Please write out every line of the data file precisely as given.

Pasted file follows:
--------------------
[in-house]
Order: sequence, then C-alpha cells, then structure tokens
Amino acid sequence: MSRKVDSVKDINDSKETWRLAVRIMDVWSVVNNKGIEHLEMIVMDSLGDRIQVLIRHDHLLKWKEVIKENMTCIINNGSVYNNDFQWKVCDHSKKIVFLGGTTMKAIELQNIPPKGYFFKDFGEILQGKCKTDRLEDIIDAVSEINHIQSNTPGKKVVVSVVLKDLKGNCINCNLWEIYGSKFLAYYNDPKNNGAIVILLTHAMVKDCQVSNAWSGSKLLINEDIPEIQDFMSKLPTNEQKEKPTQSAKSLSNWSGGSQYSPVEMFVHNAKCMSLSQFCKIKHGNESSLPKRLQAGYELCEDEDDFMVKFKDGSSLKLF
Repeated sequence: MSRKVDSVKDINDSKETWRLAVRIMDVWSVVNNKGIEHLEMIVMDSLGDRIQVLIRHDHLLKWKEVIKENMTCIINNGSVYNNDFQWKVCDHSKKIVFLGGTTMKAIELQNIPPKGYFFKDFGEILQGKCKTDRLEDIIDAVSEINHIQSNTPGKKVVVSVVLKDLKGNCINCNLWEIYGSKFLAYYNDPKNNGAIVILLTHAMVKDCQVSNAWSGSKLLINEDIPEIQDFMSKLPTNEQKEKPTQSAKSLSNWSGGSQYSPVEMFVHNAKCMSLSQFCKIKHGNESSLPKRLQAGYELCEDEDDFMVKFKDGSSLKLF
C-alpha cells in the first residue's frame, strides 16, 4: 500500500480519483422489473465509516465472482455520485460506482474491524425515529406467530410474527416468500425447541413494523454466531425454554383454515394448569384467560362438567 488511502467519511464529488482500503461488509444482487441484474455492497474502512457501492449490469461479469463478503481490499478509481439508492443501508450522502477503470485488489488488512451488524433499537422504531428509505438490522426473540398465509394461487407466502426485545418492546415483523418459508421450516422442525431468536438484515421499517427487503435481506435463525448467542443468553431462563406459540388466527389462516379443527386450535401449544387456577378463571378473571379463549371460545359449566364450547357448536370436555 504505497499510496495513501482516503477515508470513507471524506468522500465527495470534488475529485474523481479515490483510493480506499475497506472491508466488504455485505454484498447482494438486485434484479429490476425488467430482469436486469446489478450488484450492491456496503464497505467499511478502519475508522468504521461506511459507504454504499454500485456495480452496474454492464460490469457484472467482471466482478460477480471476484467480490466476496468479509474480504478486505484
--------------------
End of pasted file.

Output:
[in-house]
Order: sequence, then C-alpha cells, then structure tokens
Amino acid sequence: MSRKVDSVKDINDSKETWRLAVRIMDVWSVVNNKGIEHLEMIVMDSLGDRIQVLIRHDHLLKWKEVIKENMTCIINNGSVYNNDFQWKVCDHSKKIVFLGGTTMKAIELQNIPPKGYFFKDFGEILQGKCKTDRLEDIIDAVSEINHIQSNTPGKKVVVSVVLKDLKGNCINCNLWEIYGSKFLAYYNDPKNNGAIVILLTHAMVKDCQVSNAWSGSKLLINEDIPEIQDFMSKLPTNEQKEKPTQSAKSLSNWSGGSQYSPVEMFVHNAKCMSLSQFCKIKHGNESSLPKRLQAGYELCEDEDDFMVKFKDGSSLKLF
Repeated sequence: MSRKVDSVKDINDSKETWRLAVRIMDVWSVVNNKGIEHLEMIVMDSLGDRIQVLIRHDHLLKWKEVIKENMTCIINNGSVYNNDFQWKVCDHSKKIVFLGGTTMKAIELQNIPPKGYFFKDFGEILQGKCKTDRLEDIIDAVSEINHIQSNTPGKKVVVSVVLKDLKGNCINCNLWEIYGSKFLAYYNDPKNNGAIVILLTHAMVKDCQVSNAWSGSKLLINEDIPEIQDFMSKLPTNEQKEKPTQSAKSLSNWSGGSQYSPVEMFVHNAKCMSLSQFCKIKHGNESSLPKRLQAGYELCEDEDDFMVKFKDGSSLKLF
C-alpha cells in the first residue's frame, strides 16, 4: 500500500480519483422489473465509516465472482455520485460506482474491524425515529406467530410474527416468500425447541413494523454466531425454554383454515394448569384467560362438567 488511502467519511464529488482500503461488509444482487441484474455492497474502512457501492449490469461479469463478503481490499478509481439508492443501508450522502477503470485488489488488512451488524433499537422504531428509505438490522426473540398465509394461487407466502426485545418492546415483523418459508421450516422442525431468536438484515421499517427487503435481506435463525448467542443468553431462563406459540388466527389462516379443527386450535401449544387456577378463571378473571379463549371460545359449566364450547357448536370436555 504505497499510496495513501482516503477515508470513507471524506468522500465527495470534488475529485474523481479515490483510493480506499475497506472491508466488504455485505454484498447482494438486485434484479429490476425488467430482469436486469446489478450488484450492491456496503464497505467499511478502519475508522468504521461506511459507504454504499454500485456495480452496474454492464460490469457484472467482471466482478460477480471476484467480490466476496468479509474480504478486505484